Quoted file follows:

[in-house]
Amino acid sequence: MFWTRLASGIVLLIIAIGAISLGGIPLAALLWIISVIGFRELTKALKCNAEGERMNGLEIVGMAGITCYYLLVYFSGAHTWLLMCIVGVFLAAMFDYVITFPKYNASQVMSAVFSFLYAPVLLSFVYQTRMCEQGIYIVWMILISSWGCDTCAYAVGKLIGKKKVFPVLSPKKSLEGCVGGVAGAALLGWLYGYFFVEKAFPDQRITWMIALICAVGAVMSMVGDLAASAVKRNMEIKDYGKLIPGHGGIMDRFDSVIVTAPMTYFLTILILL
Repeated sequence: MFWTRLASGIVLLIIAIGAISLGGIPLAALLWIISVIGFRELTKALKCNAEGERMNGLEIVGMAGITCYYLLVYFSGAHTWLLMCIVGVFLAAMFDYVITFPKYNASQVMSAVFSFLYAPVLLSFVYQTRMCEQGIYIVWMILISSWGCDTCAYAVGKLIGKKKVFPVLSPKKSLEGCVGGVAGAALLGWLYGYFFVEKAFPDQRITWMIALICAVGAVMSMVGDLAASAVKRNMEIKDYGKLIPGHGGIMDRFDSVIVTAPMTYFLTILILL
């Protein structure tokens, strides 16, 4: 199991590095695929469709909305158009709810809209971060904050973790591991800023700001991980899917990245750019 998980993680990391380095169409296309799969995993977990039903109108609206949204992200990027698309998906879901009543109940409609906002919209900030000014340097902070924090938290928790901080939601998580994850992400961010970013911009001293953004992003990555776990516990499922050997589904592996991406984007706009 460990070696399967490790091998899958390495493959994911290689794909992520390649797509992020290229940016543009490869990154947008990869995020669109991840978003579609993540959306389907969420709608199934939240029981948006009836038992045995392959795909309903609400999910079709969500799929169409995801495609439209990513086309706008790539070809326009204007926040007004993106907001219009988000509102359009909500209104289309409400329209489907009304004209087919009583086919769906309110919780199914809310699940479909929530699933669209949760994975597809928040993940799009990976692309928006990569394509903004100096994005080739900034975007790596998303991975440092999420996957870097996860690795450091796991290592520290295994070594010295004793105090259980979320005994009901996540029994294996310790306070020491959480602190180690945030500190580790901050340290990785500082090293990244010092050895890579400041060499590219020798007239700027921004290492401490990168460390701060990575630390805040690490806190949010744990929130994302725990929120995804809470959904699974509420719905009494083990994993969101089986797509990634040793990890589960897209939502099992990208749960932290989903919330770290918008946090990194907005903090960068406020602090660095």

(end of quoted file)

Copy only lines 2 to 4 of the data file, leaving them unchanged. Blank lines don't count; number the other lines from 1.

Amino acid sequence: MFWTRLASGIVLLIIAIGAISLGGIPLAALLWIISVIGFRELTKALKCNAEGERMNGLEIVGMAGITCYYLLVYFSGAHTWLLMCIVGVFLAAMFDYVITFPKYNASQVMSAVFSFLYAPVLLSFVYQTRMCEQGIYIVWMILISSWGCDTCAYAVGKLIGKKKVFPVLSPKKSLEGCVGGVAGAALLGWLYGYFFVEKAFPDQRITWMIALICAVGAVMSMVGDLAASAVKRNMEIKDYGKLIPGHGGIMDRFDSVIVTAPMTYFLTILILL
Repeated sequence: MFWTRLASGIVLLIIAIGAISLGGIPLAALLWIISVIGFRELTKALKCNAEGERMNGLEIVGMAGITCYYLLVYFSGAHTWLLMCIVGVFLAAMFDYVITFPKYNASQVMSAVFSFLYAPVLLSFVYQTRMCEQGIYIVWMILISSWGCDTCAYAVGKLIGKKKVFPVLSPKKSLEGCVGGVAGAALLGWLYGYFFVEKAFPDQRITWMIALICAVGAVMSMVGDLAASAVKRNMEIKDYGKLIPGHGGIMDRFDSVIVTAPMTYFLTILILL
């Protein structure tokens, strides 16, 4: 199991590095695929469709909305158009709810809209971060904050973790591991800023700001991980899917990245750019 998980993680990391380095169409296309799969995993977990039903109108609206949204992200990027698309998906879901009543109940409609906002919209900030000014340097902070924090938290928790901080939601998580994850992400961010970013911009001293953004992003990555776990516990499922050997589904592996991406984007706009 460990070696399967490790091998899958390495493959994911290689794909992520390649797509992020290229940016543009490869990154947008990869995020669109991840978003579609993540959306389907969420709608199934939240029981948006009836038992045995392959795909309903609400999910079709969500799929169409995801495609439209990513086309706008790539070809326009204007926040007004993106907001219009988000509102359009909500209104289309409400329209489907009304004209087919009583086919769906309110919780199914809310699940479909929530699933669209949760994975597809928040993940799009990976692309928006990569394509903004100096994005080739900034975007790596998303991975440092999420996957870097996860690795450091796991290592520290295994070594010295004793105090259980979320005994009901996540029994294996310790306070020491959480602190180690945030500190580790901050340290990785500082090293990244010092050895890579400041060499590219020798007239700027921004290492401490990168460390701060990575630390805040690490806190949010744990929130994302725990929120995804809470959904699974509420719905009494083990994993969101089986797509990634040793990890589960897209939502099992990208749960932290989903919330770290918008946090990194907005903090960068406020602090660095």